The bombing was a reminder of the fragility of life – and of the peace – but it strengthened the resolve of those who did not want a return to the dark days that had destroyed so much.
In Northern Ireland, you don’t have to search far to see projects that benefitted from ‘peace money’, badly needed financial investment. But now, as I reflect on the pace of change, I’m impatient for faster progress and a rethink about where finances are directed.
Our dysfunctional form of devolved government has seen the Stormont institutions in a state of collapse for around 40% of their existence. On a school report card, the assessment would undoubtedly be ‘unsatisfactory’.
The most deprived areas in Northern Ireland in 1998 remain the most deprived areas all these years later. Too many areas are segregated and children aren’t educated together enough. Mental health services are nowhere near what they need to be. We have more so-called peace walls in 2023 than in the past.
The absence of violence (which hasn’t disappeared completely) isn’t enough. If we don’t support grassroots communities, learn to accept our differences, and educate and house people together more, how will we ever move forward?
We need to get moving with the ambitious transformation of Northern Ireland’s health service, which has the worst waiting lists in the UK. We need better wages, services and jobs. We need to be kinder and more generous to each other.
We need to properly implement the Good Friday Agreement, honouring its spirit, but also review and reform the parts that are clearly not serving the public.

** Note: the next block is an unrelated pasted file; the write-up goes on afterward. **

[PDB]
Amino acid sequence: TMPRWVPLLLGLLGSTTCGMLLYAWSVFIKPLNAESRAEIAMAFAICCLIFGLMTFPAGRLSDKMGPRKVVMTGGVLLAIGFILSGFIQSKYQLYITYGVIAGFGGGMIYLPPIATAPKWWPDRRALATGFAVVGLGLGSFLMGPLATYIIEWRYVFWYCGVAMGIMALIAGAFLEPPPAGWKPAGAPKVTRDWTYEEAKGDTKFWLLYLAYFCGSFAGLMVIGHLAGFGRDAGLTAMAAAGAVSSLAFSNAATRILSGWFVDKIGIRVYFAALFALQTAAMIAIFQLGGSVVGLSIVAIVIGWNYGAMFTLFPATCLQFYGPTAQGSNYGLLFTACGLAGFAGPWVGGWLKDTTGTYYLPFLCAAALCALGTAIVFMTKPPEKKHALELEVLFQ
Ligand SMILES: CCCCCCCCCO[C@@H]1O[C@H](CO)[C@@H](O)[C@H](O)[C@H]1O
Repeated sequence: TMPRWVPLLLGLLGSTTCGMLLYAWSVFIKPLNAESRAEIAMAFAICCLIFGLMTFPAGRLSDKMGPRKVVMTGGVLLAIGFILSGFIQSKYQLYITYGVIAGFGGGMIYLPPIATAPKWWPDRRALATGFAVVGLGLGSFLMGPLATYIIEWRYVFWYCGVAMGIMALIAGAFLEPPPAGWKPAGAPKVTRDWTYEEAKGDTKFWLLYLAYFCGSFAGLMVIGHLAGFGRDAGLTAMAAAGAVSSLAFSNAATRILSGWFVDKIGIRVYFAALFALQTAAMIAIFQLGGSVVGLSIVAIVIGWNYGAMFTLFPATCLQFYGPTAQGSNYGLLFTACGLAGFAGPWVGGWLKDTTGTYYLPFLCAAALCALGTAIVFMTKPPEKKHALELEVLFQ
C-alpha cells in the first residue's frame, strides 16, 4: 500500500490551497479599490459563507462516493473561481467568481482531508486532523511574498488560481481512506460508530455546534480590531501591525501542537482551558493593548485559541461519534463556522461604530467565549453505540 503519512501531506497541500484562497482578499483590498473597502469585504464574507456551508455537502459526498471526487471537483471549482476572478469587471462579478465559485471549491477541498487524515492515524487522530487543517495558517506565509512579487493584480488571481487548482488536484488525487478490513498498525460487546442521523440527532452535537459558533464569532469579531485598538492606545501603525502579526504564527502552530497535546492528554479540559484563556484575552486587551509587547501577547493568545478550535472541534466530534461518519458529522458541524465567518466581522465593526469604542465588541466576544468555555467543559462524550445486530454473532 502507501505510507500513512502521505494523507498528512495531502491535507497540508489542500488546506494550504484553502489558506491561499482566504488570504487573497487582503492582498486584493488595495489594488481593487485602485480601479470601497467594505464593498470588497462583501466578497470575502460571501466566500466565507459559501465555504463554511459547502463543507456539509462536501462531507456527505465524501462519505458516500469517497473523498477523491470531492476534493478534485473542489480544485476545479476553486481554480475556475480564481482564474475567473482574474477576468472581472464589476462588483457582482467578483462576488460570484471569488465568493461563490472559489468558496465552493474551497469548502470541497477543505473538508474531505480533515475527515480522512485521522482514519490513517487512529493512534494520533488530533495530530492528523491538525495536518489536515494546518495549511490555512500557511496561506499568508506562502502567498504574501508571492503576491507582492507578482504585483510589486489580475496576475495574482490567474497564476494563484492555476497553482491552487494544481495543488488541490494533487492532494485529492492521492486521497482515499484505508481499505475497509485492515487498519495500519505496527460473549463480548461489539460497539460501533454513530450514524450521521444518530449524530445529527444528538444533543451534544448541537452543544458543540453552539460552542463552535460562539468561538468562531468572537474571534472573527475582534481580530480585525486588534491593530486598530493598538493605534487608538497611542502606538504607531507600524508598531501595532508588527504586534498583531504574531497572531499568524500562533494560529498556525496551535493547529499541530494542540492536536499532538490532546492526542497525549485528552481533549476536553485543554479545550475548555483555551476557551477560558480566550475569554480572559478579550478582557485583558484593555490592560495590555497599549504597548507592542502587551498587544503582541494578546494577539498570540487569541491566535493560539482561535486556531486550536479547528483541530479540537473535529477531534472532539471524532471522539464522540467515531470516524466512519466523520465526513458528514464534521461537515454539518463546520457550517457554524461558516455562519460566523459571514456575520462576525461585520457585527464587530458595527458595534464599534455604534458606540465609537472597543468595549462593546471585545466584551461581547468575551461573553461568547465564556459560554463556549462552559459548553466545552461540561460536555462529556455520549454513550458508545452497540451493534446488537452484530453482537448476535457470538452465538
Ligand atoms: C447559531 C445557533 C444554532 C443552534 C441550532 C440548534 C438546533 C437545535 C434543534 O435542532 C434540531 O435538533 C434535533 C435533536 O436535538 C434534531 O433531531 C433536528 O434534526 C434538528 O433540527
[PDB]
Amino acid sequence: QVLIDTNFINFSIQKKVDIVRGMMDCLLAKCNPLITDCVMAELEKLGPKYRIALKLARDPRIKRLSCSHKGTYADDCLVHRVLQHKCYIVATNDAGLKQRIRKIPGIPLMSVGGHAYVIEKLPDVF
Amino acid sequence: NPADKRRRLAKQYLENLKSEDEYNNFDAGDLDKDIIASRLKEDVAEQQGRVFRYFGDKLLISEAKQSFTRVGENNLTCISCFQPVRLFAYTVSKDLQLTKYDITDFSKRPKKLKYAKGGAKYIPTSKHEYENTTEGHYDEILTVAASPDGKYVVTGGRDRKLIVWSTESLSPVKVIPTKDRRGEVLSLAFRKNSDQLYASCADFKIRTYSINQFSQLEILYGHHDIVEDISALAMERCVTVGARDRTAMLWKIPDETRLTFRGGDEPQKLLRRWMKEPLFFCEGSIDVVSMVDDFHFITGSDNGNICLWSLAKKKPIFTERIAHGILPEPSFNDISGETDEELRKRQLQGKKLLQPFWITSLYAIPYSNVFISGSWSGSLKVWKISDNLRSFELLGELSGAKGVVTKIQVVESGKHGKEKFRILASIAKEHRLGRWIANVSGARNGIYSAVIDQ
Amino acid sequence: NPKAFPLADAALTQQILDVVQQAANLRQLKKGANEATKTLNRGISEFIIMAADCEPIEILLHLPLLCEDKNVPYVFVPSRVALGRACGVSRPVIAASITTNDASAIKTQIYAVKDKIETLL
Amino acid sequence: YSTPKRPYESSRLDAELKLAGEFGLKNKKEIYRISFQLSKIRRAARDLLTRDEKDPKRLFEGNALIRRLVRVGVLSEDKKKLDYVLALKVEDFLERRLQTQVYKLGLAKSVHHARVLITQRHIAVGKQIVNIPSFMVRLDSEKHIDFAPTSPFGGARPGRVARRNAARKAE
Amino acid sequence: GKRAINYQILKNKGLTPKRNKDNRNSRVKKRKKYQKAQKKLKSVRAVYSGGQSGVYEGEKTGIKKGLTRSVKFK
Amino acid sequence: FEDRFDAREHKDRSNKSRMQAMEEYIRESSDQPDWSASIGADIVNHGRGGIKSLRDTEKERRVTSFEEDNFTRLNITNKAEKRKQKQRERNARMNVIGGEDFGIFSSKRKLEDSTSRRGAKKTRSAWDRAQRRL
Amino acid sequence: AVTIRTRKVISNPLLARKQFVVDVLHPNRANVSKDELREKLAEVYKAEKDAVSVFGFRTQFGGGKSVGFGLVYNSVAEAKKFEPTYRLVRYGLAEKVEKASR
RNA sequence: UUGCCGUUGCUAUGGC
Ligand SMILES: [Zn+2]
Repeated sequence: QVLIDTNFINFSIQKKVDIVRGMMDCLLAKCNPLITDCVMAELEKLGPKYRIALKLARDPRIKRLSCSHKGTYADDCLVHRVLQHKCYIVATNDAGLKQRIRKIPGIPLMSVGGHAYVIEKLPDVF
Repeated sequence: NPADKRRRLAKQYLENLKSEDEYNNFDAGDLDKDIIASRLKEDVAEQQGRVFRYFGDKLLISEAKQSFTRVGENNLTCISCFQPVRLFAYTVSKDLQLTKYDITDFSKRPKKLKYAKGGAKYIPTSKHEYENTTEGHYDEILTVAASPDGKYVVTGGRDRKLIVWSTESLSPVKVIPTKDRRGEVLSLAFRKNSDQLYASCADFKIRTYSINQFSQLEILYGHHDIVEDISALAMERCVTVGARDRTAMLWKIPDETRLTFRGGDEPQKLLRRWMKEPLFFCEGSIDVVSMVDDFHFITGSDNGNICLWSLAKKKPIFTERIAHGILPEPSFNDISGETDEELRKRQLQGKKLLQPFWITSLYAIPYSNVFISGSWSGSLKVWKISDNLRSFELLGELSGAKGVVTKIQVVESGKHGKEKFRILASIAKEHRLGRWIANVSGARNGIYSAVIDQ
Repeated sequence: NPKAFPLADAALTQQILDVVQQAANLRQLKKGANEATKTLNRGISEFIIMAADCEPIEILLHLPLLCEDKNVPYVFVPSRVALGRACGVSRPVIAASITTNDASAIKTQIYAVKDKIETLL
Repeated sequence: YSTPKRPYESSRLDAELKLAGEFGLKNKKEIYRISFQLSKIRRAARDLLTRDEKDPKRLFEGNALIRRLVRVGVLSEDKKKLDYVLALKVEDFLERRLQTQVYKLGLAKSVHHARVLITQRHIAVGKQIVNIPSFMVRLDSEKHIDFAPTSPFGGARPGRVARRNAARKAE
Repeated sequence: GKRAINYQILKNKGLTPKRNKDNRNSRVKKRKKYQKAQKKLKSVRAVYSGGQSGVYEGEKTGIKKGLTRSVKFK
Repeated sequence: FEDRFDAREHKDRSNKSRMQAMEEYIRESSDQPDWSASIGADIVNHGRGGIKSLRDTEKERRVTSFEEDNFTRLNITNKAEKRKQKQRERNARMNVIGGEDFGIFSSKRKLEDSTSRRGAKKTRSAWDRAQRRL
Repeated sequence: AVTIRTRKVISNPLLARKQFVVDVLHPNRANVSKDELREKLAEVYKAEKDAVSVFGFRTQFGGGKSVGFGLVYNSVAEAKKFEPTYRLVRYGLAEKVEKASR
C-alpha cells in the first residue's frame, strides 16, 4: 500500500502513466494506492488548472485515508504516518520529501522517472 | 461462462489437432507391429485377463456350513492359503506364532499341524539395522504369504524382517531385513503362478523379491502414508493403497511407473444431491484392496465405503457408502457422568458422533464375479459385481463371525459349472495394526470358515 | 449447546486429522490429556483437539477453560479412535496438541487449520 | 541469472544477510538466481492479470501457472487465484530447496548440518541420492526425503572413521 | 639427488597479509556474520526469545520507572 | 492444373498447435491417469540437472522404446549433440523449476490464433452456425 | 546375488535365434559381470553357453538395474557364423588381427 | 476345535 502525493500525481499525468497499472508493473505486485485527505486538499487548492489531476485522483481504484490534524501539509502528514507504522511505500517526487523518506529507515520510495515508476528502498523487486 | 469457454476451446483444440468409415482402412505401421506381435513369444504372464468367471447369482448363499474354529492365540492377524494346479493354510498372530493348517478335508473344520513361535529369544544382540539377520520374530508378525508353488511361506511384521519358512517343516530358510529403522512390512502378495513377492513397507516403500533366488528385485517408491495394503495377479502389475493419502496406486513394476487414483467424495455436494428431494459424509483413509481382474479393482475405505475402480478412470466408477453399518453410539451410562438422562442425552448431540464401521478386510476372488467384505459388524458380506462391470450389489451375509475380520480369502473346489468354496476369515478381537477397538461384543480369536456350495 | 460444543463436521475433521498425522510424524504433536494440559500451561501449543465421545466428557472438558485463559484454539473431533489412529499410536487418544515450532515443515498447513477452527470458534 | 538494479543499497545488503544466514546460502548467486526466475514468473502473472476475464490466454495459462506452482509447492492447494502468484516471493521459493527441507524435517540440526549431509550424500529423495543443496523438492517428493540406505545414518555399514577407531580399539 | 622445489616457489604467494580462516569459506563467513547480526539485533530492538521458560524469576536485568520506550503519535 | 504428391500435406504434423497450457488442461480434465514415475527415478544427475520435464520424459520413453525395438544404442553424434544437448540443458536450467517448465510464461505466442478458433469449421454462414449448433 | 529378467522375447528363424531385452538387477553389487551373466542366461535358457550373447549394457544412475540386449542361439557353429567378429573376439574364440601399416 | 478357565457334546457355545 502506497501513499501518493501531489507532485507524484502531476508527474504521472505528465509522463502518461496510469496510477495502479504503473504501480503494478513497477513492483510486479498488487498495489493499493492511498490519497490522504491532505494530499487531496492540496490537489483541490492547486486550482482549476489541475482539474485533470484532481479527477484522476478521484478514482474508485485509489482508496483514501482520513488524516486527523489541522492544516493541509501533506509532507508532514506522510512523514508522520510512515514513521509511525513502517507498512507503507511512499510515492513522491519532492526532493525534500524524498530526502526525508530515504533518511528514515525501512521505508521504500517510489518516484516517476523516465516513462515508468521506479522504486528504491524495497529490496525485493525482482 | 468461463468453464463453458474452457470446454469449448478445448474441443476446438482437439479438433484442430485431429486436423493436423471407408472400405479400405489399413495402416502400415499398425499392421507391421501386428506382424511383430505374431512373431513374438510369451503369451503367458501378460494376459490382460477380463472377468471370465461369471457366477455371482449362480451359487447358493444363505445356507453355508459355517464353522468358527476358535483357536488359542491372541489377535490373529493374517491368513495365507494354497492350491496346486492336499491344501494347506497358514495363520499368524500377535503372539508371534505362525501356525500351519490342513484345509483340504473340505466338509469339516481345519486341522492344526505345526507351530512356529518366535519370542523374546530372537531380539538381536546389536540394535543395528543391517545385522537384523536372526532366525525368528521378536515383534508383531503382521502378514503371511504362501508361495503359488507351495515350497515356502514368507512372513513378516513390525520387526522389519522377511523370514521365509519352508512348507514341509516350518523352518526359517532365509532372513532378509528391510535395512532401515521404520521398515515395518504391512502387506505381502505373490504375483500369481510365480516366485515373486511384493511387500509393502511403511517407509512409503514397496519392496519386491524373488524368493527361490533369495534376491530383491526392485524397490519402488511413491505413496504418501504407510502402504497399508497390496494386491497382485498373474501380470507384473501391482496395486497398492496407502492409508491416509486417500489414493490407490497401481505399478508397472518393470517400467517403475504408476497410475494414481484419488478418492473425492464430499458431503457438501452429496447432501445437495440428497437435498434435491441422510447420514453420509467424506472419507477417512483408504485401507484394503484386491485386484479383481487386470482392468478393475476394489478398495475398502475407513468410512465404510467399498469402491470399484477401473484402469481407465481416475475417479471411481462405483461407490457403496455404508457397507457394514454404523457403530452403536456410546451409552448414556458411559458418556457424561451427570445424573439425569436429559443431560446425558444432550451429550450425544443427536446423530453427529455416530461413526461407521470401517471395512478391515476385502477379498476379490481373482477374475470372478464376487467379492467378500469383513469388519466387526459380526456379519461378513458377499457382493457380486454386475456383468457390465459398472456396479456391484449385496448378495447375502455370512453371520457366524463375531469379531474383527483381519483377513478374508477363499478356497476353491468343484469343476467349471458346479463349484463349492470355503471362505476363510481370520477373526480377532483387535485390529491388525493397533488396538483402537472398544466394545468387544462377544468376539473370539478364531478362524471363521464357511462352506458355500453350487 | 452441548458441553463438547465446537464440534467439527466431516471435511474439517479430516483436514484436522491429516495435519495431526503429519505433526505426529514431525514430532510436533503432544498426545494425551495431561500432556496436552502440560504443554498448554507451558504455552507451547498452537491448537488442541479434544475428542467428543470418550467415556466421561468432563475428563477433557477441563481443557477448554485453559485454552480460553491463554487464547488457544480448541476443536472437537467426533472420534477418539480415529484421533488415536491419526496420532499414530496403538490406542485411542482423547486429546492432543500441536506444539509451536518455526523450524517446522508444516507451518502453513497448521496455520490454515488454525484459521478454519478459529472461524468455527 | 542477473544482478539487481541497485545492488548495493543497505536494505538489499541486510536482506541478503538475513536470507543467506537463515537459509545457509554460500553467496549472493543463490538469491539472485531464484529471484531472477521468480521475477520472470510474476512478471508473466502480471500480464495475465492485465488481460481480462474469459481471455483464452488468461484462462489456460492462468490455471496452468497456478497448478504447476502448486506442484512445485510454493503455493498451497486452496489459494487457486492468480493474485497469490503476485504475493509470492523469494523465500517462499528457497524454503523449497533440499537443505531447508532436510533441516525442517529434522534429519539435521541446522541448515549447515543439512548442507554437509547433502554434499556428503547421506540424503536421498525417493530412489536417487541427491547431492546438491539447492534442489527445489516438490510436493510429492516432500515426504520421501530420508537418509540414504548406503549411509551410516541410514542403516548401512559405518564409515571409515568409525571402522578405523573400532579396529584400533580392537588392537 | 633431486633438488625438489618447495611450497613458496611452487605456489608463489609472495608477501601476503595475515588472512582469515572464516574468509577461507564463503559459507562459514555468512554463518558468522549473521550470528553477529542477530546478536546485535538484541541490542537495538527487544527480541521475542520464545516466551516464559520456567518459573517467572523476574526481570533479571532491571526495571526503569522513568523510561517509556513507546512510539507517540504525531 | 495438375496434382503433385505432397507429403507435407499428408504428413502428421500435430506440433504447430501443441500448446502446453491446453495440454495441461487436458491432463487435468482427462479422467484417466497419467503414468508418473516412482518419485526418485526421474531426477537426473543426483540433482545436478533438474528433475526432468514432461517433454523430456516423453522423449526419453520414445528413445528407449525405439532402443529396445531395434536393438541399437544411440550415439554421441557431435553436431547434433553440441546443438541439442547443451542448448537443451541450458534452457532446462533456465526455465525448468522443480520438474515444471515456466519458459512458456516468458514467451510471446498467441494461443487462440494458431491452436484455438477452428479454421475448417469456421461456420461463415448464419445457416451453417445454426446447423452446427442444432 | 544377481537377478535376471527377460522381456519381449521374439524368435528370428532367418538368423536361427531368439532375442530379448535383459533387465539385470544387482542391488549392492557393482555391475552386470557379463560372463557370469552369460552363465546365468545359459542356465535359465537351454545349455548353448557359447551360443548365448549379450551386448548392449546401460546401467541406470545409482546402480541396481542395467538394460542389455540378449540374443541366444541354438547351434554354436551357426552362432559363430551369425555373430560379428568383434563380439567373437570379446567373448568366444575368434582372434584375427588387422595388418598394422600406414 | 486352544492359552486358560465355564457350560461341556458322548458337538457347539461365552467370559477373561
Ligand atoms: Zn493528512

The most deprived areas in Northern Ireland in 1998 remain the most deprived areas all these years later
Prosperity delivers for all, whether you want to maintain Northern Ireland’s union with Britain or live in a new, reunified Ireland. Constitutional preferences, republican, unionist or other, are all legitimate positions to hold, so if the people in power could get on with making this place a stable environment in which to live, work and raise a family – and to invest in – right-thinking people would be very much obliged.
People are weary and turned off by all the pettiness and poking each other in the eye. It is only a minority of mouthpieces, wreckers, deluded throwbacks and those who didn’t experience the conflict but have a perverse ‘war envy’ that they didn’t get to take up guns back in the day, who want to hold back our young people – and everyone else.
Reflecting on what has been achieved 25 years on is important, but looking seriously at where we have failed is equally so.
I love Belfast and its people and I wanted to be part of telling the reality of lives here, not some sensationalised or sanitised version of it. It is my honour and privilege as a journalist to speak to victims and survivors of our conflict, those most badly hurt by the complicated past. It is so clear they are being failed.
Without exception, they say the UK government’s ‘‘Legacy Bill’ legislation – to end pre-1998 criminal prosecutions, inquests and civil actions – is not human rights compliant, and sends a signal to British, Irish and other citizens in Northern Ireland that the lives of their loved ones didn’t matter.
I’m not offended by much, but that stinks. Surely we can do better than this?